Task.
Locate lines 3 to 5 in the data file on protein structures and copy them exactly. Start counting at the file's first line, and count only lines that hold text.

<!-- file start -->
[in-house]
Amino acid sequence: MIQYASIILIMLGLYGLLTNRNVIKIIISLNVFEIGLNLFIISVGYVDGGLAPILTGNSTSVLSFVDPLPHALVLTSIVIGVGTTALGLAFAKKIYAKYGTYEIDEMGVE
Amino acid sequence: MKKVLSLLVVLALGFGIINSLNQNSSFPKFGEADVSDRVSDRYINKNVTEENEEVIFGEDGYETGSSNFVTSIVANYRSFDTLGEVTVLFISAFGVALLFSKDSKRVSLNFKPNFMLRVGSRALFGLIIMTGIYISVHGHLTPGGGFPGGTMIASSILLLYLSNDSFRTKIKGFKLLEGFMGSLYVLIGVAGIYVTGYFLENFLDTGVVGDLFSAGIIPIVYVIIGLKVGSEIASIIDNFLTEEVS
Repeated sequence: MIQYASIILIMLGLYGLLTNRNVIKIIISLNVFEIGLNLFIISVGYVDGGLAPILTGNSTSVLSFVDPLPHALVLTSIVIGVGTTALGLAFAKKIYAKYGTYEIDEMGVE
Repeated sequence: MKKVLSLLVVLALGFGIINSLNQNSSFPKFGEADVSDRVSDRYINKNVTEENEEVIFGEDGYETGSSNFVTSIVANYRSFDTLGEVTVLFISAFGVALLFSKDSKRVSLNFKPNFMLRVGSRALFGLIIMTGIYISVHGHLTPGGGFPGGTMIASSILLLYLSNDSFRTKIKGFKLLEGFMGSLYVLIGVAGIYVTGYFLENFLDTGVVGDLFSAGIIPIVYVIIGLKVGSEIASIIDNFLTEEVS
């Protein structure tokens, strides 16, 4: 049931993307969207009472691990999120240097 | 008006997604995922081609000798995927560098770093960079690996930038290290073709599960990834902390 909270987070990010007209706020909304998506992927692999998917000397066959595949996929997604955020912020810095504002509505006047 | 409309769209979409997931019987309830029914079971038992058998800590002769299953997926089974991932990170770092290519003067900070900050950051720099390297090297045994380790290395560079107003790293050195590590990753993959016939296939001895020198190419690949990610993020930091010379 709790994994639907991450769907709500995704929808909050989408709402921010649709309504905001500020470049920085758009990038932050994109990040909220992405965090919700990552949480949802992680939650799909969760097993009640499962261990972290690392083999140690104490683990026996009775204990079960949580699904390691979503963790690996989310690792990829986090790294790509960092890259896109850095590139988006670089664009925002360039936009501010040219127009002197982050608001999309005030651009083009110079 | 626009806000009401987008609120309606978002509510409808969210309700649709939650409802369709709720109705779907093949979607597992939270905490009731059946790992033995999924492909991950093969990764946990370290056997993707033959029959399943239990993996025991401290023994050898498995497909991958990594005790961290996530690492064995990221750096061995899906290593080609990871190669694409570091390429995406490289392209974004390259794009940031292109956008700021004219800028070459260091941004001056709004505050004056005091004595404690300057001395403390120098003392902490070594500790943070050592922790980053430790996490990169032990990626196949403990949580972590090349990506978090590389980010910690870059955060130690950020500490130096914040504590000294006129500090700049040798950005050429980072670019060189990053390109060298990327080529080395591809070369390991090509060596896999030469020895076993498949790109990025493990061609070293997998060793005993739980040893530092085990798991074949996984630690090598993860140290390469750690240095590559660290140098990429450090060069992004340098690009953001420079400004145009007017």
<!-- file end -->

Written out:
Amino acid sequence: MKKVLSLLVVLALGFGIINSLNQNSSFPKFGEADVSDRVSDRYINKNVTEENEEVIFGEDGYETGSSNFVTSIVANYRSFDTLGEVTVLFISAFGVALLFSKDSKRVSLNFKPNFMLRVGSRALFGLIIMTGIYISVHGHLTPGGGFPGGTMIASSILLLYLSNDSFRTKIKGFKLLEGFMGSLYVLIGVAGIYVTGYFLENFLDTGVVGDLFSAGIIPIVYVIIGLKVGSEIASIIDNFLTEEVS
Repeated sequence: MIQYASIILIMLGLYGLLTNRNVIKIIISLNVFEIGLNLFIISVGYVDGGLAPILTGNSTSVLSFVDPLPHALVLTSIVIGVGTTALGLAFAKKIYAKYGTYEIDEMGVE
Repeated sequence: MKKVLSLLVVLALGFGIINSLNQNSSFPKFGEADVSDRVSDRYINKNVTEENEEVIFGEDGYETGSSNFVTSIVANYRSFDTLGEVTVLFISAFGVALLFSKDSKRVSLNFKPNFMLRVGSRALFGLIIMTGIYISVHGHLTPGGGFPGGTMIASSILLLYLSNDSFRTKIKGFKLLEGFMGSLYVLIGVAGIYVTGYFLENFLDTGVVGDLFSAGIIPIVYVIIGLKVGSEIASIIDNFLTEEVS